PepsiCo funnels millions into recycled plastics, solar power and low-emission vehicles

PepsiCo is often the target of plastics campaign groups and has spent a large portion of the bond fund trying to change its approach to PET

The company issued its first green bond last October and this week published the first progress report on the bond, revealing how almost half of the sum raised ($447m) was allocated by the end of 2019.

Recycled plastic procurement accounted for the largest share of this sum. PepsiCo invested $200m on initiatives to improve the sourcing of recycled PET across North America, enabling it to source 17% more recycled PET on a year-on-year basis. The company is aiming to reduce the use of virgin plastic across its packaging portfolio by 35% by 2025, and to achieve an average of 25% recycled content in the same timeframe.

The resource benefit of these targets is clear – PepsiCo estimates that meeting them will eliminate around 2.5 million metric tonnes of virgin plastic from circulation. But the company also sees the circular economy for plastics contributing to its climate targets, given that the lifecycle of recycled PET emits 63% less CO2e than that of virgin PET. It estimates that the use of recycled content has mitigated 210,000 tonnes of CO2e to date.

Several other low-carbon initiatives have received significant shares of the funding raised through the bond. More than $110m has been allocated to transition PepsiCo’s fleet to low-emission and zero-emission vehicles and $98m will be used to build a “green R&D facility” at the company’s New York campus.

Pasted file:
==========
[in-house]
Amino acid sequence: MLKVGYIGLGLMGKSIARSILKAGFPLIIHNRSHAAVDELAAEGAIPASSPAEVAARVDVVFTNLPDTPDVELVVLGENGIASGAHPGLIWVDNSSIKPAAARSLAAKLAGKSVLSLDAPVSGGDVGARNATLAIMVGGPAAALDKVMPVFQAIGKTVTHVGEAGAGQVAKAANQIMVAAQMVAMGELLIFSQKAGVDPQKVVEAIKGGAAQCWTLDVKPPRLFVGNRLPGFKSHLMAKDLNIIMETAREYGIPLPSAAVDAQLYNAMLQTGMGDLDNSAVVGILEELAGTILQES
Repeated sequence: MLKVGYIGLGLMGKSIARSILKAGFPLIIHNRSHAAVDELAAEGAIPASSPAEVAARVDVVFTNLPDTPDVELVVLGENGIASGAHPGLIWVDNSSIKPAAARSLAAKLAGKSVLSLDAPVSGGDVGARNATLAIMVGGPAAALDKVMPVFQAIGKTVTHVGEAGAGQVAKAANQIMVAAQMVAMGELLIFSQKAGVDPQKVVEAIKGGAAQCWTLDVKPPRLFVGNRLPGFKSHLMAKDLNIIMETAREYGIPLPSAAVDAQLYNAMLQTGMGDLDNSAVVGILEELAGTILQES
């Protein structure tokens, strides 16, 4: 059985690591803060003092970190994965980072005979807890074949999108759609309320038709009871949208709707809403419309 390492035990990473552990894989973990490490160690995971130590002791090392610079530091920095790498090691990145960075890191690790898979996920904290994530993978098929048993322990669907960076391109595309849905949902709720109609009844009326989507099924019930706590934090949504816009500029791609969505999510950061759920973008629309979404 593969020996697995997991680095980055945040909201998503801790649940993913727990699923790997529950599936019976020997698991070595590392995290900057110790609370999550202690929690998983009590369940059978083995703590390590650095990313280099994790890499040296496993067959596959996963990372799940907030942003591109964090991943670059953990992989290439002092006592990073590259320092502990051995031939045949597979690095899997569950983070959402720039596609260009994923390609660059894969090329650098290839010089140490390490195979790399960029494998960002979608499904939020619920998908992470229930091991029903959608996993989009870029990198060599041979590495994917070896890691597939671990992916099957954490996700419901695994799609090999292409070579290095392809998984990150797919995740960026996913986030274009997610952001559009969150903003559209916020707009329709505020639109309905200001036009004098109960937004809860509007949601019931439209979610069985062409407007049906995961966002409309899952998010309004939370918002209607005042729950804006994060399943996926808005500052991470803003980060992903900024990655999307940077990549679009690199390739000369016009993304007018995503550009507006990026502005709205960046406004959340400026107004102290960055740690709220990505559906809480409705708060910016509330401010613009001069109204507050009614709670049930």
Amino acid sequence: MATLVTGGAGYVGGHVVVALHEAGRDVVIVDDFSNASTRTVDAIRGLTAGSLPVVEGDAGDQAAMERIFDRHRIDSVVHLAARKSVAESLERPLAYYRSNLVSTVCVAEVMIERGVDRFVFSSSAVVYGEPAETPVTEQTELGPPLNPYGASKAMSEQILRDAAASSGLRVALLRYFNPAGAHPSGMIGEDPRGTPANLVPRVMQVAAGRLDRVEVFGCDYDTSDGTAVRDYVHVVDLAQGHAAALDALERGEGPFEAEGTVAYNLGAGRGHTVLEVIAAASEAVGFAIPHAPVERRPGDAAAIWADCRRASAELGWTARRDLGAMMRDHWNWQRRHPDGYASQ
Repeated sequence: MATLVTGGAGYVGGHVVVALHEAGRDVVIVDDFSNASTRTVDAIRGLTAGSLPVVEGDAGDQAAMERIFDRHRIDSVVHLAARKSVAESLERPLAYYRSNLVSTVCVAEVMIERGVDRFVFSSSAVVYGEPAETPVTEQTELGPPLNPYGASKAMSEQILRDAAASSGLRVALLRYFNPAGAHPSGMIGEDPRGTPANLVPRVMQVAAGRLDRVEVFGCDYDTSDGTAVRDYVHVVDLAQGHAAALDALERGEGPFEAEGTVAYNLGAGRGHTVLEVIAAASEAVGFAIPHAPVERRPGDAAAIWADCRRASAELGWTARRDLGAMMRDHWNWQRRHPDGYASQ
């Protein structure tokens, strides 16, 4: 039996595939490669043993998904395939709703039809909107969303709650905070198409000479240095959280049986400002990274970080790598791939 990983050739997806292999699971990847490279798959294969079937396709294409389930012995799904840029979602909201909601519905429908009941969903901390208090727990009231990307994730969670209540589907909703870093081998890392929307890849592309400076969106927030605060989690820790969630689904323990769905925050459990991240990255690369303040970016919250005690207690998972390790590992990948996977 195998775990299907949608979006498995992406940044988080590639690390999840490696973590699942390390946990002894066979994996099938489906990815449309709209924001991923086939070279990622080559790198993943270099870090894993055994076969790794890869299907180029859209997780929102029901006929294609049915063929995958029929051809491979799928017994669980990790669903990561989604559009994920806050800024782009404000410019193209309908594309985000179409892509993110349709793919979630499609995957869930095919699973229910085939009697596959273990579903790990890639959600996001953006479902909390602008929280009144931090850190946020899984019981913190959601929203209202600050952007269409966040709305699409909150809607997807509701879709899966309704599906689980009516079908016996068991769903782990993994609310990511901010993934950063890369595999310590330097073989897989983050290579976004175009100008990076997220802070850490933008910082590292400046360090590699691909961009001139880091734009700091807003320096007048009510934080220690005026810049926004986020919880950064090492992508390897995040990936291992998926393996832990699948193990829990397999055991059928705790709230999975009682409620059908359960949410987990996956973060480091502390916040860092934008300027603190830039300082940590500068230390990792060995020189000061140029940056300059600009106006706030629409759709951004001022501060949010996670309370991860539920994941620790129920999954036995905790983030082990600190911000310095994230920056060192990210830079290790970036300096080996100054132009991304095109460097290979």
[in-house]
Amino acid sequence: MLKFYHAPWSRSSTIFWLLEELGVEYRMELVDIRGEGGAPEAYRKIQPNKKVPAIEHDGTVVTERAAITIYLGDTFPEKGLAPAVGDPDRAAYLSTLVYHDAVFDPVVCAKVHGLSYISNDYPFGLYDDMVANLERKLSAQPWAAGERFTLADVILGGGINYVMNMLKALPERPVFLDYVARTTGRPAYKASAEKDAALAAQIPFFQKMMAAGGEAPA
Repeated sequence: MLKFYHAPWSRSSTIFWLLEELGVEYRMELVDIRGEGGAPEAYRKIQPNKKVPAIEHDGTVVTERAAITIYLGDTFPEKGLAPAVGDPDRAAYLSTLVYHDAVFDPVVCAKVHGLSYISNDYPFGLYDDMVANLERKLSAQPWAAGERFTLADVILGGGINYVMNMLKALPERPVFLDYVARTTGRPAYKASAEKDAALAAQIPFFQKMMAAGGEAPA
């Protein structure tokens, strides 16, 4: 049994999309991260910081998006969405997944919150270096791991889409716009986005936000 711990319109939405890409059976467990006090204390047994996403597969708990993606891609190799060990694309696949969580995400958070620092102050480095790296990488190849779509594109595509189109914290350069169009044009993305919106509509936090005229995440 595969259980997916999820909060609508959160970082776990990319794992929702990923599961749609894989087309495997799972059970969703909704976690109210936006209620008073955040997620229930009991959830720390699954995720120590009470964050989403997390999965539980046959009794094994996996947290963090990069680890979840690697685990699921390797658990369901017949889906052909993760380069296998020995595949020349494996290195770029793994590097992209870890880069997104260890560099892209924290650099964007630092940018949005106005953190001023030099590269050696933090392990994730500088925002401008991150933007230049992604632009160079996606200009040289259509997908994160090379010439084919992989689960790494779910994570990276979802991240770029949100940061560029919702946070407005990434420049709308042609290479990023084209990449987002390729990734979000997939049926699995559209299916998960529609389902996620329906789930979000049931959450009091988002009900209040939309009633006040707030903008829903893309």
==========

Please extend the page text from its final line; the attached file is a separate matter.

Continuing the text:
The facility has several built-in energy efficiency and water efficiency features and is expected to receive LEEED Gold Certification in the coming months. It will also be fitted with 235kW of onsite solar capacity. PepsiCo is aiming to reduce the emissions generated by the campus annually by one-fifth by 2030 and hopes the new facility will provide transferable learnings.

A smaller portion of the bond funding – $9m – has been allocated to improving water-use efficiency in manufacturing plants in areas of high water stress or risk. The World Resources Institute (WRI) estimates that a quarter of the world’s population is based in areas affected by “extremely high” water stress.

PepsiCo’s chief sustainability officer Jim Andrew said the green bond is “ultimately” about transforming sustainability ambitions into action, calling it a “significant catalyst for continued progress”.

The name’s Bond

The appeal of green bonds and sustainable finance is growing, and, while Covid-19 initially dampened the growth of the global green bond market, it has rebounded spectacularly.

Analysis from Bloomberg NEF found that more than $50bn of the $200bn worth of green bonds issued in 2020 were issued in September alone. Should this trend continue, 2020 will be a record-breaking year for issuance in spite of the pandemic.

A large proportion of the bonds issued in September were sovereign bonds, with multi-million-dollar packages priced by Germany and Sweden. The largest corporate green bond was issued by EDF.

This year has also seen green bonds issued by the likes of Chanel and Visa.

Sarah George

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